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1. WALNUT & SULTANA RYE ­ Dale End Cheddar ­ Locksley Gin  This is made with 100% Yorkshire Grains. The rye is milled in Barnsley at Worsborough water mill and the wheat is grown and milled by Yorkshire Organic  Millers. This bread is a sourdough, meaning that no yeast has been added to the  dough. It is fermented and risen over three days giving it the charistically strong  flavour of rye bread. We have added toasted walnut, sultana and some black treacle  to bring out the sweetness in the grains. This should be a great contrast to the  freshness of the gin.

2. SHARROW SOURDOUGH ­ Ribblesdale Goats ­ Pinot Noir   Our sourdoughs are made with just three ingredients: flour, water and salt. Making  bread this way is very traditional. We ferment flour and water together and this  leavens the bread instead of using fresh or dried yeast. The bread is made over  three days as this method generally needs much longer to prove than yeasted  breads. The long fermentation gives it a chewy, holey structure and slightly sour  taste. Sourdough breads also have natural keeping qualities because they are  slightly acidic (which prohibits mould growth). We think that the slight tang  complements the strength of the cheese.

3. SPELT BREAD ­ Sommerfield ­ Pericone   This wheat is milled by Worsborough Mill on Barnsley. And yes, it is a wheat! Lots of  people think that it isn’t! Spelt is an ‘ancient’ grain, meaning that it hasn’t been  cultivated or developed for high manufacture and as such some people find it easier  to digest. It has a delicious naturally nutty flavour that should go amazingly with the  Alpine­style Sommerfield.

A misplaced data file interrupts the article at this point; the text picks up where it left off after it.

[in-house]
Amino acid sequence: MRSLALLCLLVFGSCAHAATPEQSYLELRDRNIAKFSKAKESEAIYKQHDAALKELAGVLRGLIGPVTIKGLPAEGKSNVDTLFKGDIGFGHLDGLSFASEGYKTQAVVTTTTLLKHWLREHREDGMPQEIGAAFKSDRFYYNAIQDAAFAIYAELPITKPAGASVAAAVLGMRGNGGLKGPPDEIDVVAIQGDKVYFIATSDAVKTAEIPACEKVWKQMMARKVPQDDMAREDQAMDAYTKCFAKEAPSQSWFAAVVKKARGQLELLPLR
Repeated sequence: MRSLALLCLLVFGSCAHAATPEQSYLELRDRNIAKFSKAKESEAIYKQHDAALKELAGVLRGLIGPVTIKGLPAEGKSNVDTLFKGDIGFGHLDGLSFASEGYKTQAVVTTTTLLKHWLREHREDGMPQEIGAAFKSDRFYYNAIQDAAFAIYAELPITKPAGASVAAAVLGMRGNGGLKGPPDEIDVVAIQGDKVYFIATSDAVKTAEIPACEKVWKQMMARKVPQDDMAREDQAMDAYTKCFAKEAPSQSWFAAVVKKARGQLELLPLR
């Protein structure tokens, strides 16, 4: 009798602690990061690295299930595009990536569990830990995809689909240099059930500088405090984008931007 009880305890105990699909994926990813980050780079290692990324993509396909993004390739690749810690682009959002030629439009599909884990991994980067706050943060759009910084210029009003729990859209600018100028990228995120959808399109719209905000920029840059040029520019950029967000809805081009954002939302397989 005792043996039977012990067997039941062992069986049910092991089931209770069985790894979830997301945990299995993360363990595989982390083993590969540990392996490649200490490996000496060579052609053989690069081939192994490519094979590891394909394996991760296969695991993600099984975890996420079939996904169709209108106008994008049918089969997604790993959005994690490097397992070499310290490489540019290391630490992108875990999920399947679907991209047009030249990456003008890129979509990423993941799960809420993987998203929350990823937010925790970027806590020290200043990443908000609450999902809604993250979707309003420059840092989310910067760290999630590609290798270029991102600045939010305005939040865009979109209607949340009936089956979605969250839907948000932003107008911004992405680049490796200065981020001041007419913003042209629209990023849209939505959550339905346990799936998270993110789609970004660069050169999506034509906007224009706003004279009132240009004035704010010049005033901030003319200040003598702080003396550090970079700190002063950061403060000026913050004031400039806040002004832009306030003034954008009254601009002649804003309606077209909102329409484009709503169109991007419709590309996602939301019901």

4. SODA BREAD ­ Blue cheese selection ­ Baccus/Savauvignon  This bread is out version of the Irish classic, but using 100% Yorkshire wheat.  Yorkshire Organic Millers grind a course wholemeal especially for us for use in this  bread. The bread is naturally sweet because of the wholewheat and is very soft as a  result of the Organic Buttermilk which is made for us, also specially, by Acorn Dairy  in North Yorkshire.

5. STOUT CAKE ­ Cream Cheese topping ­ Bete Noir ­ Debortoli Semillion  We have opted for a plain scone so that the curd and berries can shine. We use  organic, uncultured buttermilk that is bottled for us by Acorn Dairies in North  Yorkshire. Scones rise because of a chemical reaction between the acidity of the  buttermilk and the bicarbonate of soda mixed in with the flour. This reaction happens  as soon as they touch so need to go straight into the oven to ensure a light, fluffy  texture.


Dale End Cheddar

Dale End Cheddar is made in Botton from full-flavoured, quality unpasteurised milk collected from the Camphill Community’s 46 Dairy Shorthorn cows (a traditional Craven breed known for the superb quality of their milk).

The Courtyard Dairy decided to stock the Cheddar and age it to 18-months old, by which time it is rich, with a sharp Cheddar bite.

Summer Field

Alastair Pearson also makes Summerfield, an  Alpine-style cheese.  Gruyère-style cheeses are notoriously difficult to make and cannot be made from silage-fed animals (for technical reasons), so whereas Botton’s Dale End Cheddar can be, and is, made all year round, Summer Field is only made when the cows are out at pasture and thus in very limited supply.  This pasture-grazing gives the cheese its name – Summer Field.